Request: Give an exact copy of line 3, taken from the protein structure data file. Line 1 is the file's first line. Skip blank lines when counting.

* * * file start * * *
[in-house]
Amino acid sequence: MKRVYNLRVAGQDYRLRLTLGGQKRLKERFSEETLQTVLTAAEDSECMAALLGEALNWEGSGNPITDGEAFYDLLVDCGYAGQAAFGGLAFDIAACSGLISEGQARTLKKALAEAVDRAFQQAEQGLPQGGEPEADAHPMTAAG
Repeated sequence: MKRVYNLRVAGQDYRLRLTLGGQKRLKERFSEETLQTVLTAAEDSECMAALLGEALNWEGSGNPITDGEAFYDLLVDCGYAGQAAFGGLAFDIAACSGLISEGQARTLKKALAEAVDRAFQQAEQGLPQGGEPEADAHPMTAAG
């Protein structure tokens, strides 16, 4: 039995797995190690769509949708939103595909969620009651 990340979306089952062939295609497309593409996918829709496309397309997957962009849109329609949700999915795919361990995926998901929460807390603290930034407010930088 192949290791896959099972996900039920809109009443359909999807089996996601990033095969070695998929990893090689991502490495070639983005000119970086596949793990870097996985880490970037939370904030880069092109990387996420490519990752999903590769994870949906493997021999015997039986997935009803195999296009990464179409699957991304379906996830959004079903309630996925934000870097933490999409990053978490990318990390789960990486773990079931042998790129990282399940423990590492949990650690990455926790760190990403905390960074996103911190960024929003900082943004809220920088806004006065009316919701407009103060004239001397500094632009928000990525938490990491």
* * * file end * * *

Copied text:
Repeated sequence: MKRVYNLRVAGQDYRLRLTLGGQKRLKERFSEETLQTVLTAAEDSECMAALLGEALNWEGSGNPITDGEAFYDLLVDCGYAGQAAFGGLAFDIAACSGLISEGQARTLKKALAEAVDRAFQQAEQGLPQGGEPEADAHPMTAAG